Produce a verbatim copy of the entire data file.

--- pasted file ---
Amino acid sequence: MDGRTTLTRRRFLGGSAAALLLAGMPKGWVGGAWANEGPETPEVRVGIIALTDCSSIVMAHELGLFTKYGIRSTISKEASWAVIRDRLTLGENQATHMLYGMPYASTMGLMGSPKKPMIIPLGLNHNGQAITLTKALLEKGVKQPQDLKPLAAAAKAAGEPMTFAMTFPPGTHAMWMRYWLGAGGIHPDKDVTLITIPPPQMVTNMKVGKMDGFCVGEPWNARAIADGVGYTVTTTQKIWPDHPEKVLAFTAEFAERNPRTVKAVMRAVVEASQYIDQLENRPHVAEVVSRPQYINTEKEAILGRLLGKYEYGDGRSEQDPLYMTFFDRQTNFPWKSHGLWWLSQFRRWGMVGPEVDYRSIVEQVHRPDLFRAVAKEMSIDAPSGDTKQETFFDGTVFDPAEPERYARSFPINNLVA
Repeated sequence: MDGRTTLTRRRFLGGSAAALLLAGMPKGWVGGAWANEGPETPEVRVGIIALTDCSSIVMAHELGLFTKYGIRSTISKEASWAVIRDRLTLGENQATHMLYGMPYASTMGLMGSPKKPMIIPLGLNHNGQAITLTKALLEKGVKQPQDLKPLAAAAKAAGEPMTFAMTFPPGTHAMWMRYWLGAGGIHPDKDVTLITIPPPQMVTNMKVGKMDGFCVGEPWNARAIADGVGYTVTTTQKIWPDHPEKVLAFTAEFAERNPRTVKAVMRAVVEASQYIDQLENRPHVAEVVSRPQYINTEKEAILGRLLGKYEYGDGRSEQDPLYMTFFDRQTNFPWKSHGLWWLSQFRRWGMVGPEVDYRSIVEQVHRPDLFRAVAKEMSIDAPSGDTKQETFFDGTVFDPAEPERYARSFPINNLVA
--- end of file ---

Amino acid sequence: MDGRTTLTRRRFLGGSAAALLLAGMPKGWVGGAWANEGPETPEVRVGIIALTDCSSIVMAHELGLFTKYGIRSTISKEASWAVIRDRLTLGENQATHMLYGMPYASTMGLMGSPKKPMIIPLGLNHNGQAITLTKALLEKGVKQPQDLKPLAAAAKAAGEPMTFAMTFPPGTHAMWMRYWLGAGGIHPDKDVTLITIPPPQMVTNMKVGKMDGFCVGEPWNARAIADGVGYTVTTTQKIWPDHPEKVLAFTAEFAERNPRTVKAVMRAVVEASQYIDQLENRPHVAEVVSRPQYINTEKEAILGRLLGKYEYGDGRSEQDPLYMTFFDRQTNFPWKSHGLWWLSQFRRWGMVGPEVDYRSIVEQVHRPDLFRAVAKEMSIDAPSGDTKQETFFDGTVFDPAEPERYARSFPINNLVA
Repeated sequence: MDGRTTLTRRRFLGGSAAALLLAGMPKGWVGGAWANEGPETPEVRVGIIALTDCSSIVMAHELGLFTKYGIRSTISKEASWAVIRDRLTLGENQATHMLYGMPYASTMGLMGSPKKPMIIPLGLNHNGQAITLTKALLEKGVKQPQDLKPLAAAAKAAGEPMTFAMTFPPGTHAMWMRYWLGAGGIHPDKDVTLITIPPPQMVTNMKVGKMDGFCVGEPWNARAIADGVGYTVTTTQKIWPDHPEKVLAFTAEFAERNPRTVKAVMRAVVEASQYIDQLENRPHVAEVVSRPQYINTEKEAILGRLLGKYEYGDGRSEQDPLYMTFFDRQTNFPWKSHGLWWLSQFRRWGMVGPEVDYRSIVEQVHRPDLFRAVAKEMSIDAPSGDTKQETFFDGTVFDPAEPERYARSFPINNLVA